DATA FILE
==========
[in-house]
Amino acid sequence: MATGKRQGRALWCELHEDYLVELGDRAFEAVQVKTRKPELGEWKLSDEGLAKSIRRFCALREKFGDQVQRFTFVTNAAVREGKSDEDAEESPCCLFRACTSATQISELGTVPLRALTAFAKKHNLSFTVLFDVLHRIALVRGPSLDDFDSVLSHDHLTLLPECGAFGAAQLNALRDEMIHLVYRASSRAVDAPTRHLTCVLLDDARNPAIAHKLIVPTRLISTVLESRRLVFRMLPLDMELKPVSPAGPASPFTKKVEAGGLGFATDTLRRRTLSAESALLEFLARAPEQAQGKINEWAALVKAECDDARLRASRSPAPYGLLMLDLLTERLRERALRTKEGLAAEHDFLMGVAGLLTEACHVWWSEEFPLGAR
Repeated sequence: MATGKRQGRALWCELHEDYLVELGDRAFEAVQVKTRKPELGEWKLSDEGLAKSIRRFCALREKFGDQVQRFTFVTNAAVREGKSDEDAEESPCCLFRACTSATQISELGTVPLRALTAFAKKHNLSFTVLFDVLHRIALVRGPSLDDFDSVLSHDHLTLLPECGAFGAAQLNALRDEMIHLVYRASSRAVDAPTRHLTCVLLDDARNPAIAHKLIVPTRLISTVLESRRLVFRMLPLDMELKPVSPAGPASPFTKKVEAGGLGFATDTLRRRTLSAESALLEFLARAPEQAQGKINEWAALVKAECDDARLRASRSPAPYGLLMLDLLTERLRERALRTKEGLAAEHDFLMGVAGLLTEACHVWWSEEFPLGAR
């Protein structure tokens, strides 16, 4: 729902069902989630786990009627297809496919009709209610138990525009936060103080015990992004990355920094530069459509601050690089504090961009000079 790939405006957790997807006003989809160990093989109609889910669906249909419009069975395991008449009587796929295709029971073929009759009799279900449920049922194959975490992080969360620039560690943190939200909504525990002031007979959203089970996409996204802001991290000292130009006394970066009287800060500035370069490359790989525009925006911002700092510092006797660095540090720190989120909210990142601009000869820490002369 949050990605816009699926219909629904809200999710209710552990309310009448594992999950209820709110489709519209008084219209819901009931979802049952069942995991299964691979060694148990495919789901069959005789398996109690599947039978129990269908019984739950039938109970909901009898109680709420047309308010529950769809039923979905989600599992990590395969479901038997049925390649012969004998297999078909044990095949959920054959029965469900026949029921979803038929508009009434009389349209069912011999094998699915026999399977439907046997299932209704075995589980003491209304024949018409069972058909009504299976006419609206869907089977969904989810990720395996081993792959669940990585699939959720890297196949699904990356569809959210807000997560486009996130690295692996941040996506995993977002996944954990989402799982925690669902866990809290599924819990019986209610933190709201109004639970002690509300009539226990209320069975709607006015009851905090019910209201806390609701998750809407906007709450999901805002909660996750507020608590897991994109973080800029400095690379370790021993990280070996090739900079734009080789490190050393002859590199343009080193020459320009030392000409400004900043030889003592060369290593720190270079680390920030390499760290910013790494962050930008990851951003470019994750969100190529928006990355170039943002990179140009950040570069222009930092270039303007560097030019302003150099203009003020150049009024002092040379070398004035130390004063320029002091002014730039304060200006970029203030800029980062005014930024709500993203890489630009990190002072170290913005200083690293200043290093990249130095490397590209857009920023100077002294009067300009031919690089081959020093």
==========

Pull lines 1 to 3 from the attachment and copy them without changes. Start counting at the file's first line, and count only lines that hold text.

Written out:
[in-house]
Amino acid sequence: MATGKRQGRALWCELHEDYLVELGDRAFEAVQVKTRKPELGEWKLSDEGLAKSIRRFCALREKFGDQVQRFTFVTNAAVREGKSDEDAEESPCCLFRACTSATQISELGTVPLRALTAFAKKHNLSFTVLFDVLHRIALVRGPSLDDFDSVLSHDHLTLLPECGAFGAAQLNALRDEMIHLVYRASSRAVDAPTRHLTCVLLDDARNPAIAHKLIVPTRLISTVLESRRLVFRMLPLDMELKPVSPAGPASPFTKKVEAGGLGFATDTLRRRTLSAESALLEFLARAPEQAQGKINEWAALVKAECDDARLRASRSPAPYGLLMLDLLTERLRERALRTKEGLAAEHDFLMGVAGLLTEACHVWWSEEFPLGAR
Repeated sequence: MATGKRQGRALWCELHEDYLVELGDRAFEAVQVKTRKPELGEWKLSDEGLAKSIRRFCALREKFGDQVQRFTFVTNAAVREGKSDEDAEESPCCLFRACTSATQISELGTVPLRALTAFAKKHNLSFTVLFDVLHRIALVRGPSLDDFDSVLSHDHLTLLPECGAFGAAQLNALRDEMIHLVYRASSRAVDAPTRHLTCVLLDDARNPAIAHKLIVPTRLISTVLESRRLVFRMLPLDMELKPVSPAGPASPFTKKVEAGGLGFATDTLRRRTLSAESALLEFLARAPEQAQGKINEWAALVKAECDDARLRASRSPAPYGLLMLDLLTERLRERALRTKEGLAAEHDFLMGVAGLLTEACHVWWSEEFPLGAR